There are three general features to consider when reviewing Minoan pottery. 1) The pottery form or shape, and by association, its use. 2) The paint, and how it is decorated, such as the colors and how they are applied and layered, and indirectly, how it is fired. And 3) The motif, the patterns, large and small, abstract or representing nature, that are painted and reproduced, from piece to piece and over time. These three features reflect both the evolution of innovation and the style of the time.

The following presentation of Minoan pottery is organized chronologically, following the standard Early, Middle and Late Minoan dating convention, with its numerous subdivisions (See Appendix II for a complete summary) and provides a broad pictural overview of the exemplary samples of Minoan ware over time. A brief historical setting is also provided.

Early Minoan 3000 – 2100 BCE / Pre-Palatial Period

The Early Minoan period is a long 900-year timespan occurring prior to the Minoans building their first famous palaces. People worked their land and lived in villages and small towns. Evidence implies a more egalitarian environment than the more socially stratified and centralized structures that developed later.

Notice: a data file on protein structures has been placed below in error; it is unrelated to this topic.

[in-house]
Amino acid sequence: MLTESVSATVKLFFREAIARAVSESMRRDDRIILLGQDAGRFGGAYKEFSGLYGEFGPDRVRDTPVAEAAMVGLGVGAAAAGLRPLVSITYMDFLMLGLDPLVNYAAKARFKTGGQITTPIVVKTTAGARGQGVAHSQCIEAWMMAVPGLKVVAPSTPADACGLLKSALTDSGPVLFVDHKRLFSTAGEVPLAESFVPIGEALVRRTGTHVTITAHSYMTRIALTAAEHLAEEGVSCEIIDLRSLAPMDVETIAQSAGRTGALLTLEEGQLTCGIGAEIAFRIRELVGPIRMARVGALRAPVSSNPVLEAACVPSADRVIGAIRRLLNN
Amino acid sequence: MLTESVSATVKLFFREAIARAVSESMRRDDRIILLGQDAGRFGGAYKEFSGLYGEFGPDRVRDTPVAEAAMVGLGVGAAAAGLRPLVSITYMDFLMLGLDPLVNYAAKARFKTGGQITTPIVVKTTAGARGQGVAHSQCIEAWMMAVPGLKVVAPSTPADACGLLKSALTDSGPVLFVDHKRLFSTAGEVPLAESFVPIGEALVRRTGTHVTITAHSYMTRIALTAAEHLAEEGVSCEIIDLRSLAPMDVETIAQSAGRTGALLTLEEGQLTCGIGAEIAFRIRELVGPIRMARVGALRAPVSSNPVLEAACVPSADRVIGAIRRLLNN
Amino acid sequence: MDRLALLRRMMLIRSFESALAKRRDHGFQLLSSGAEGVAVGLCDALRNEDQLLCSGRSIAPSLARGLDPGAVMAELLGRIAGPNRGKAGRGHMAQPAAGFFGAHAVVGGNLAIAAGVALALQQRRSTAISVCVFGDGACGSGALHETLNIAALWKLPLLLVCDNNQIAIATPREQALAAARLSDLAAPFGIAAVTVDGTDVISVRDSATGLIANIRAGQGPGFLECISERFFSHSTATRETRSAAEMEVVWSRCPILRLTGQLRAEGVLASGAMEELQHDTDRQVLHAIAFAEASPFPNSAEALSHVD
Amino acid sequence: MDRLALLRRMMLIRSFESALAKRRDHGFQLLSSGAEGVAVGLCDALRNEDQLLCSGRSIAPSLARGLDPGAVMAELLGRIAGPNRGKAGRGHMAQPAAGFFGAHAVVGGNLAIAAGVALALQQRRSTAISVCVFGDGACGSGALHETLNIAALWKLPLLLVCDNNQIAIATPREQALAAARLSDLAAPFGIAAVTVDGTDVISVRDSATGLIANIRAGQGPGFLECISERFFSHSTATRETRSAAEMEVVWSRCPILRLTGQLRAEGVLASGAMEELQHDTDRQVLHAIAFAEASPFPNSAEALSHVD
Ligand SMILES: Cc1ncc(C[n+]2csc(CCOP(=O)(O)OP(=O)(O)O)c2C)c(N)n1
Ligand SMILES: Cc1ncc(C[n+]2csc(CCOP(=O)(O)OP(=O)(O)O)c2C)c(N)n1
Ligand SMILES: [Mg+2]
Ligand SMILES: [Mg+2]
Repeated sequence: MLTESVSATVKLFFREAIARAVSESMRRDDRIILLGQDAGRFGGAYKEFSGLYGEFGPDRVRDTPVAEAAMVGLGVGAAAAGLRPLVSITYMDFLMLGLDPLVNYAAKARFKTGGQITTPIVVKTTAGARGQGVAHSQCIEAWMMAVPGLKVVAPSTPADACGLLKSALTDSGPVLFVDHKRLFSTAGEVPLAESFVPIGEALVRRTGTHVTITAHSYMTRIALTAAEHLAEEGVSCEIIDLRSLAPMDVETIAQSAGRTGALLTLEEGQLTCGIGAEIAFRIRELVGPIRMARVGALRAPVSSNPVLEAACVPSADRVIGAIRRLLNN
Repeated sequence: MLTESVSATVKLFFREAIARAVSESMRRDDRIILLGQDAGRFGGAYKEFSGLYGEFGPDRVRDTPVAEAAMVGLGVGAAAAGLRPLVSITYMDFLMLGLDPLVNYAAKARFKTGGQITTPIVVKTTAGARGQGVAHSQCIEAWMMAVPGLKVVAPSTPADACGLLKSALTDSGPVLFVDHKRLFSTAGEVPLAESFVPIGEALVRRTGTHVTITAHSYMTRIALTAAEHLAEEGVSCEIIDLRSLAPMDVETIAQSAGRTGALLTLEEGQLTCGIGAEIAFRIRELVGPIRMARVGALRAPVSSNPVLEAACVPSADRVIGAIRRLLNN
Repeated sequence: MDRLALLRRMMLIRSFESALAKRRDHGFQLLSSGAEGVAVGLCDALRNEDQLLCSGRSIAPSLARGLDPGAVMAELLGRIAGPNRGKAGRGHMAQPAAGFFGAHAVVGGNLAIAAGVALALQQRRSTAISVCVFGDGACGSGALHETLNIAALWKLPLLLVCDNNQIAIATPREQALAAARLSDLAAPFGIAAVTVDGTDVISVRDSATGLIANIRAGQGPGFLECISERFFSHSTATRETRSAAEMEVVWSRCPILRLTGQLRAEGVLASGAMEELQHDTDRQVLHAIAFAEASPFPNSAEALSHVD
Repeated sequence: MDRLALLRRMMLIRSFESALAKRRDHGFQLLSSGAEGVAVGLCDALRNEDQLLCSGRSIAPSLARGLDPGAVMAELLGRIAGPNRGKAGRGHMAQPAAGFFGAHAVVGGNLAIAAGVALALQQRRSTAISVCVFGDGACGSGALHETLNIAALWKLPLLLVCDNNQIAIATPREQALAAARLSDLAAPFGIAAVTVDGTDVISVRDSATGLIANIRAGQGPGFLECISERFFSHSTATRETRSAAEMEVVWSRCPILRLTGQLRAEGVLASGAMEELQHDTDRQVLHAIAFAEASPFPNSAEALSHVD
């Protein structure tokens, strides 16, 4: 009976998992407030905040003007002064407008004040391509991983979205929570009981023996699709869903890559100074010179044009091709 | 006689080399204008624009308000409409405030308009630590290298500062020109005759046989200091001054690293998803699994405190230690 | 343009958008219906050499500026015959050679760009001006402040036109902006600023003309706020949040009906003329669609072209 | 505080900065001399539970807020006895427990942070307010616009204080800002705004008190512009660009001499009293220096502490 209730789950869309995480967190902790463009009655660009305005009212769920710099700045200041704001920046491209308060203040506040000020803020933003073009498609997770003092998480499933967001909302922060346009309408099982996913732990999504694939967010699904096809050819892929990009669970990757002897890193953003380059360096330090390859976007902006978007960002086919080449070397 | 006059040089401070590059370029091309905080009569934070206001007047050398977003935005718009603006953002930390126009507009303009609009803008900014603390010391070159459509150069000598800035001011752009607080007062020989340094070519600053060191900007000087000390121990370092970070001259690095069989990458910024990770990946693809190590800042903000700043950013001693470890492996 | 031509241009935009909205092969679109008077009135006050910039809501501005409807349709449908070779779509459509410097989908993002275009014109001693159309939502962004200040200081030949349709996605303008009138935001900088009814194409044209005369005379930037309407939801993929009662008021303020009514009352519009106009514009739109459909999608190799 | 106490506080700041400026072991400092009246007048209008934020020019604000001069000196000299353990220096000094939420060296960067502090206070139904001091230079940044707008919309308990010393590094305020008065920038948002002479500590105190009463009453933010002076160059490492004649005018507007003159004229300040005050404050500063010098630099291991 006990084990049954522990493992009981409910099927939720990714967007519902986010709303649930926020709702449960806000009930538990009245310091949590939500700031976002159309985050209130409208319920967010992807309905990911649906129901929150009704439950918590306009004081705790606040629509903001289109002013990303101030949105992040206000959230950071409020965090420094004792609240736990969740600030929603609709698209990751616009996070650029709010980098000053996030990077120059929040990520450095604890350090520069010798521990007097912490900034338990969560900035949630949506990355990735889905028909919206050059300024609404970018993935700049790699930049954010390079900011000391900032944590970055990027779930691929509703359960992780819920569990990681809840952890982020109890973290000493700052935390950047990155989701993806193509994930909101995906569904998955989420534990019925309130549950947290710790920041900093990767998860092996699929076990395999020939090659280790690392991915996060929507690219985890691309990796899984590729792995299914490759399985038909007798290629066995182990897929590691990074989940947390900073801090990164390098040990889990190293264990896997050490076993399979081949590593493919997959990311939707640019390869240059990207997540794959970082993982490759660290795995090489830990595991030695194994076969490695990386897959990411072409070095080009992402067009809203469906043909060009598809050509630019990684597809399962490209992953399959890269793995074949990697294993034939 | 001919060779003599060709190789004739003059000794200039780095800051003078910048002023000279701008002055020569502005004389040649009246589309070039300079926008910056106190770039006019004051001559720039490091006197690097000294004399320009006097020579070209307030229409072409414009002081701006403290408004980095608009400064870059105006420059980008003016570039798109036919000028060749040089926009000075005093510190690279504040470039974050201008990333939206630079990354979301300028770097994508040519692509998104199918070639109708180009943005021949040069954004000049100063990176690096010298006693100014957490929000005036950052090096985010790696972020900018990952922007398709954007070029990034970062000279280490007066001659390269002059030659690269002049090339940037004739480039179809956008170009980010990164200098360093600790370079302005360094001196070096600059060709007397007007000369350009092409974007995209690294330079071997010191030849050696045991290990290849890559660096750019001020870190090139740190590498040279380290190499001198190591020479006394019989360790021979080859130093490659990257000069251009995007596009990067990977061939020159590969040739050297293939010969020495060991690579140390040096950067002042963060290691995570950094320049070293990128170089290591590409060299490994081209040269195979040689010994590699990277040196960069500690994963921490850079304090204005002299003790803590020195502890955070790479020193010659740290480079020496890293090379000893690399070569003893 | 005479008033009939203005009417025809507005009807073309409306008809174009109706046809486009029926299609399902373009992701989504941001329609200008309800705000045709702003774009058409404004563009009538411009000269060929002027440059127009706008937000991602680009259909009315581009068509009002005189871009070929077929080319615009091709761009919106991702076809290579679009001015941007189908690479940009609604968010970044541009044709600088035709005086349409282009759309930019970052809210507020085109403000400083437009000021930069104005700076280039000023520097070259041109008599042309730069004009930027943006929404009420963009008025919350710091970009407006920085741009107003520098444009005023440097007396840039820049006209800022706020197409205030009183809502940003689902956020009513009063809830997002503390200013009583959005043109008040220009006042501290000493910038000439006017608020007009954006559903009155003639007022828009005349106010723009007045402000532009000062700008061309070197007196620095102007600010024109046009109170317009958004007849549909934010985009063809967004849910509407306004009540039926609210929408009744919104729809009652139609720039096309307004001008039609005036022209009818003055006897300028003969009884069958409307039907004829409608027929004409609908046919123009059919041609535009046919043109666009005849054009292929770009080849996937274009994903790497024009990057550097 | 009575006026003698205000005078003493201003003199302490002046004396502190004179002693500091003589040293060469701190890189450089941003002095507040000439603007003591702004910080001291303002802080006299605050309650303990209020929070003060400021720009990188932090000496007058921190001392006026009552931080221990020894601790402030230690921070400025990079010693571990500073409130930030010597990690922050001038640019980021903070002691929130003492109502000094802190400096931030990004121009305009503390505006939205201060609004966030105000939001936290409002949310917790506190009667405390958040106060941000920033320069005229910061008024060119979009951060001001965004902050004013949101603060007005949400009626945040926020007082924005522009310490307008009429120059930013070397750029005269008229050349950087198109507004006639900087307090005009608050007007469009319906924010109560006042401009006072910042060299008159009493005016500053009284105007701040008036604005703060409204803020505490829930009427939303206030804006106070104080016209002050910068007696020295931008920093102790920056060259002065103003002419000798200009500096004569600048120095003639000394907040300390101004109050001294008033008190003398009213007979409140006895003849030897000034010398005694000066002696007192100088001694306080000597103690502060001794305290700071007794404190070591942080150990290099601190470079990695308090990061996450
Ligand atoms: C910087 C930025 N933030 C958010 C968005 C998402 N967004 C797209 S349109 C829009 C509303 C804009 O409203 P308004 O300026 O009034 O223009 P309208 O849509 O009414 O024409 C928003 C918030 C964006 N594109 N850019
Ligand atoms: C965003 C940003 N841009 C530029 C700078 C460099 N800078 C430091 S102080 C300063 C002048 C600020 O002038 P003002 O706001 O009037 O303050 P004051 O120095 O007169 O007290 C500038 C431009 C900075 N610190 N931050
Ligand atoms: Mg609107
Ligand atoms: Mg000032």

It’s a period in which new groups of people arrived and intertwined with the established island inhabitants, and cross-draft kiln technology was introduced and adopted and caused notable breakthroughs from the Final Neolithic ceramic product into a superior and distinctly different ceramic product.

Only hand building methods were available to the potter during the Early Minoan. By approximately 1900 BCE, the pottery wheel became available, 200 years into the Middle Minoan period.

Early Minoan I, 3000 – 2600 BCE

Techniques did not change overnight, and older styles persisted in time and location while new styles were invented and developed. This is generally true throughout the entire Minoan period.

Final Neolithic pottery styles were fired in enclosed pit-kilns in which the burning wood encased the ceramic pieces. Pit-kilns fired to lower temperatures than the new cross-draft kilns and had little control of the atmosphere within the kiln. Pit-kiln fires resulted in comparatively porous clay bodies. To combat this, prior to firing, the ware was painted in an iron-based slip (a mixture of fine clay and water) and burnished (smoothed with a stone) to form a barrier to better contain liquids. Fired in a non-oxygenated (reduction) environment, the iron slip would turn grey, brown or black.

Two notable Final Neolithic / Early Minoan pottery styles are 1) Pygros or Burnished Ware, which was painted in slip, burnished and fired in reduction. The slip was applied non-uniformly to provide artistic contrast. And 2) Scored or Incised Ware, which was similarly prepared and fired, covered entirely in slip, and was scored or incised in decorative ways.

Figure 2 presents examples of these types of Final Neolithic / Early Minoan pottery.

Figure 2: Final Neolithic / Early Minoan Ware, ~3000 BCE, Heraklion Archeological Museum, Photo by Jess Taylor